Around the same time my state (California) battened down the hatches and enacted its shelter in place mandate last month, my mom was diagnosed with lung cancer. Sure cancer is rarely convenient, but lung cancer during a respiratory-specific pandemic? Seems unreasonably cruel. 

My parents live in another state. Not a terrible drive, luckily, and a quick flight; under normal circumstances, I would have been able to head there right after my mom got the news. I could have traveled in that same day and stayed a while as she segued into her new routine of never-ending doctors’ appointments and medical tests. I’d have been there, tag-teaming her appointments with my dad, making dinners and watching movies and pretending to have a crystal ball that said the future looked bright.

But, as we know, these are not normal circumstances. 

This week, my mom starts her first of many rounds of chemotherapy treatment. Next week, she’ll begin radiation. Instead of being by her side, in person during her treatment or watching re-runs of “Friends” alongside her on the couch, I’m here, one state away, working from home and social distancing in a cocoon of Clorox. 

I can’t visit her because I’m afraid to risk getting her or my 81 year old father sick. 

I can’t visit her because I myself am in the high risk category for coronavirus, thanks to a chronic health condition that I’ve thought about more in the last month than in my entire lifetime; these days I can barely leave my house to pick up the newspaper at the end of the driveway, never mind board an airplane.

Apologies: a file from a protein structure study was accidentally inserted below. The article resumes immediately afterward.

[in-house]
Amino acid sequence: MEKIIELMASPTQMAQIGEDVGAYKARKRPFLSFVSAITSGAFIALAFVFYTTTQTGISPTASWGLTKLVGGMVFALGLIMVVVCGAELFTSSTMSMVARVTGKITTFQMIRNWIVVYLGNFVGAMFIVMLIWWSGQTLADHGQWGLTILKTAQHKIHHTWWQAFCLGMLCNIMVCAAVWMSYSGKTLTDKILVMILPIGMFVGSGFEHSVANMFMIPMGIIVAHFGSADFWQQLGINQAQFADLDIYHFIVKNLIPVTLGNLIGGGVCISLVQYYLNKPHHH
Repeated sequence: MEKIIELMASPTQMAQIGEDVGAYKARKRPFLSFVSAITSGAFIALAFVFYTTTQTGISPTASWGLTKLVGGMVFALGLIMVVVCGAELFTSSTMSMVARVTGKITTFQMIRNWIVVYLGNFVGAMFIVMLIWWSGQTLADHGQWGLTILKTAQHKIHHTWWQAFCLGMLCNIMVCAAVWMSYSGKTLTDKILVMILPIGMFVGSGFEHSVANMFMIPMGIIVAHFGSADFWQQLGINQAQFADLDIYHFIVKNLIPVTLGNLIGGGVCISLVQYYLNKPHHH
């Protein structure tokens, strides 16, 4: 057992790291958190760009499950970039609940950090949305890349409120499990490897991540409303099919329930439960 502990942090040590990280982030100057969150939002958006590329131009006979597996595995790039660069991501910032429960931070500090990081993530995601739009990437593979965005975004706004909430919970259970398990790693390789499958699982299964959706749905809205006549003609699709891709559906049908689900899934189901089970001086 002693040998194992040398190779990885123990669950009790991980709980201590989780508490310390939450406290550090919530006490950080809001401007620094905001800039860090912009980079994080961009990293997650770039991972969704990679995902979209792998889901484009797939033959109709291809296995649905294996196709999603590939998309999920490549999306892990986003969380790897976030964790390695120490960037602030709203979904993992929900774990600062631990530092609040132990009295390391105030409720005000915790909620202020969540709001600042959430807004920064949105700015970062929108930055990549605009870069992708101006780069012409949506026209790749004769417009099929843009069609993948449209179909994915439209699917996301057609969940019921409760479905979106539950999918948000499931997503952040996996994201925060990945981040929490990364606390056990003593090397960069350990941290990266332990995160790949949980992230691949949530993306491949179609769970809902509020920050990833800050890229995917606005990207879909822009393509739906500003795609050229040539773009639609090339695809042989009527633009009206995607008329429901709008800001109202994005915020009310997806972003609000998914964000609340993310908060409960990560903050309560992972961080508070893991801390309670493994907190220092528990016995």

I’ve spent some time being angry about this. Being confused and overwhelmed and wondering why in the world this could all be happening right now, like this. Bargaining, because couldn’t we at least get thrown one at a time? A pandemic, plus the illness of one of my favorite people… individually, those will knock the wind out of you. Together? Well, it’s a lot. 

While I’m certainly not done processing all of this (still at the beginning, thank you very much), nor naive enough to think I’ve felt the worst that I will throughout this journey, I’ve at least come to realize more than ever what’s truly, no questions asked, most important in life. The essentials.

It’s not how much money I’m making, or whether or not my husband put his laundry away. It’s not how many minutes I spent exercising in a day, or whether or not we’ll make it to Italy for our (delayed) honeymoon after all. 


It’s loving the people in our lives, and maintaining our health. That is it. That’s the list, full stop. 

That’s what we need to remember now to not take for granted, and what we can still achieve right here, right now — even in the midst of a historic public health crisis. Although I won’t be able to physically be there in person for my mom this week, nor for who knows how many weeks into the future, a pandemic means I’m home, and able to be on the phone with her throughout her appointments. It means I can call and check in on my dad anytime I want, instead of hunching down in my cubicle, using a hushed voice to whisper, “How’s it going over there?” It means I can cry if I need to, and my husband and dog are both — quite literally — always around to help lift me up. 

And at the end of this month, this year, this decade, will I remember this time as a period of my life that was really, undeniably uncertain and scary? Possibly, but I hope I’ll also remember how it made me better at showing up for the ones I love most dearly, even when physically being there wasn’t an option.